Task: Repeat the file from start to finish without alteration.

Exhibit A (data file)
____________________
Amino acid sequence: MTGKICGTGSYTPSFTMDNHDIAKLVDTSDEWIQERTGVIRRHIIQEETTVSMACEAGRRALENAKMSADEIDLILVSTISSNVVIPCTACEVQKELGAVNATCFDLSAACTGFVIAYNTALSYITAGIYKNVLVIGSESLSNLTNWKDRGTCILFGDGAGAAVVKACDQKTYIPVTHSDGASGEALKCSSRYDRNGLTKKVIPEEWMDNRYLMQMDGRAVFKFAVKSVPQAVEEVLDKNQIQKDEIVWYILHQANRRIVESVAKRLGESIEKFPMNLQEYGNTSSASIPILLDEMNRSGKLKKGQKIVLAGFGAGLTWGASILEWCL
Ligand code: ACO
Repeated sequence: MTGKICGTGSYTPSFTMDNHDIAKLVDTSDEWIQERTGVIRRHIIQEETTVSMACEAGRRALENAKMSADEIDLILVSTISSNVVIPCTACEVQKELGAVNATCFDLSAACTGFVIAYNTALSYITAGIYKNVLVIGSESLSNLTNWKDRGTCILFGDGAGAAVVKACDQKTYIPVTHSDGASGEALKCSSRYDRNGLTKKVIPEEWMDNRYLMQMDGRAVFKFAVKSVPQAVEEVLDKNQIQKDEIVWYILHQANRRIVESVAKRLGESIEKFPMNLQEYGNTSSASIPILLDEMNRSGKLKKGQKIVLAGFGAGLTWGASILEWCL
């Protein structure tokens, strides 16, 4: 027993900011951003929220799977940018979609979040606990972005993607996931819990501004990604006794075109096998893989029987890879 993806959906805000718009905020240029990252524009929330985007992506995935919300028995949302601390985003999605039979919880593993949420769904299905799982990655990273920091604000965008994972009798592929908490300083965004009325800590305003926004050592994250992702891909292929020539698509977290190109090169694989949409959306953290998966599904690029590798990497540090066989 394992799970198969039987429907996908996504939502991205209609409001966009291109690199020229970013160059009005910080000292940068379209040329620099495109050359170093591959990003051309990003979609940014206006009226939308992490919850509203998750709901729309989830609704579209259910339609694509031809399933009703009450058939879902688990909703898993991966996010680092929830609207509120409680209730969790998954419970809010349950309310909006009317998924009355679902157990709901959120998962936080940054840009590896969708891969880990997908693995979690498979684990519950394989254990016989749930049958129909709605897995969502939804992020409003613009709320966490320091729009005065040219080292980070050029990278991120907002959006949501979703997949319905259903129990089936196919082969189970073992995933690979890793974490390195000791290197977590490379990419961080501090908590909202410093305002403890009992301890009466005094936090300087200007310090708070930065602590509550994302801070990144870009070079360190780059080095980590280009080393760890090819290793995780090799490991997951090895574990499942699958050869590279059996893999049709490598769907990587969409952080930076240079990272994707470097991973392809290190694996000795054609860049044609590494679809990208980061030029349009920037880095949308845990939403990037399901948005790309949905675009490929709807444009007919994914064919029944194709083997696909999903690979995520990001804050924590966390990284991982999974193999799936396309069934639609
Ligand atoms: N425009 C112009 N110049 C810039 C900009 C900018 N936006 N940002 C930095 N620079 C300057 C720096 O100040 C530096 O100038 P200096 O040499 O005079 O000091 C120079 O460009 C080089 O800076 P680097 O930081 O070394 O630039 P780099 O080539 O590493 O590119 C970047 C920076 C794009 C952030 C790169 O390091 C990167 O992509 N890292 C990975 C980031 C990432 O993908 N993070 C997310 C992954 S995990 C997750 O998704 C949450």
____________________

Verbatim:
Amino acid sequence: MTGKICGTGSYTPSFTMDNHDIAKLVDTSDEWIQERTGVIRRHIIQEETTVSMACEAGRRALENAKMSADEIDLILVSTISSNVVIPCTACEVQKELGAVNATCFDLSAACTGFVIAYNTALSYITAGIYKNVLVIGSESLSNLTNWKDRGTCILFGDGAGAAVVKACDQKTYIPVTHSDGASGEALKCSSRYDRNGLTKKVIPEEWMDNRYLMQMDGRAVFKFAVKSVPQAVEEVLDKNQIQKDEIVWYILHQANRRIVESVAKRLGESIEKFPMNLQEYGNTSSASIPILLDEMNRSGKLKKGQKIVLAGFGAGLTWGASILEWCL
Ligand code: ACO
Repeated sequence: MTGKICGTGSYTPSFTMDNHDIAKLVDTSDEWIQERTGVIRRHIIQEETTVSMACEAGRRALENAKMSADEIDLILVSTISSNVVIPCTACEVQKELGAVNATCFDLSAACTGFVIAYNTALSYITAGIYKNVLVIGSESLSNLTNWKDRGTCILFGDGAGAAVVKACDQKTYIPVTHSDGASGEALKCSSRYDRNGLTKKVIPEEWMDNRYLMQMDGRAVFKFAVKSVPQAVEEVLDKNQIQKDEIVWYILHQANRRIVESVAKRLGESIEKFPMNLQEYGNTSSASIPILLDEMNRSGKLKKGQKIVLAGFGAGLTWGASILEWCL
């Protein structure tokens, strides 16, 4: 027993900011951003929220799977940018979609979040606990972005993607996931819990501004990604006794075109096998893989029987890879 993806959906805000718009905020240029990252524009929330985007992506995935919300028995949302601390985003999605039979919880593993949420769904299905799982990655990273920091604000965008994972009798592929908490300083965004009325800590305003926004050592994250992702891909292929020539698509977290190109090169694989949409959306953290998966599904690029590798990497540090066989 394992799970198969039987429907996908996504939502991205209609409001966009291109690199020229970013160059009005910080000292940068379209040329620099495109050359170093591959990003051309990003979609940014206006009226939308992490919850509203998750709901729309989830609704579209259910339609694509031809399933009703009450058939879902688990909703898993991966996010680092929830609207509120409680209730969790998954419970809010349950309310909006009317998924009355679902157990709901959120998962936080940054840009590896969708891969880990997908693995979690498979684990519950394989254990016989749930049958129909709605897995969502939804992020409003613009709320966490320091729009005065040219080292980070050029990278991120907002959006949501979703997949319905259903129990089936196919082969189970073992995933690979890793974490390195000791290197977590490379990419961080501090908590909202410093305002403890009992301890009466005094936090300087200007310090708070930065602590509550994302801070990144870009070079360190780059080095980590280009080393760890090819290793995780090799490991997951090895574990499942699958050869590279059996893999049709490598769907990587969409952080930076240079990272994707470097991973392809290190694996000795054609860049044609590494679809990208980061030029349009920037880095949308845990939403990037399901948005790309949905675009490929709807444009007919994914064919029944194709083997696909999903690979995520990001804050924590966390990284991982999974193999799936396309069934639609
Ligand atoms: N425009 C112009 N110049 C810039 C900009 C900018 N936006 N940002 C930095 N620079 C300057 C720096 O100040 C530096 O100038 P200096 O040499 O005079 O000091 C120079 O460009 C080089 O800076 P680097 O930081 O070394 O630039 P780099 O080539 O590493 O590119 C970047 C920076 C794009 C952030 C790169 O390091 C990167 O992509 N890292 C990975 C980031 C990432 O993908 N993070 C997310 C992954 S995990 C997750 O998704 C949450």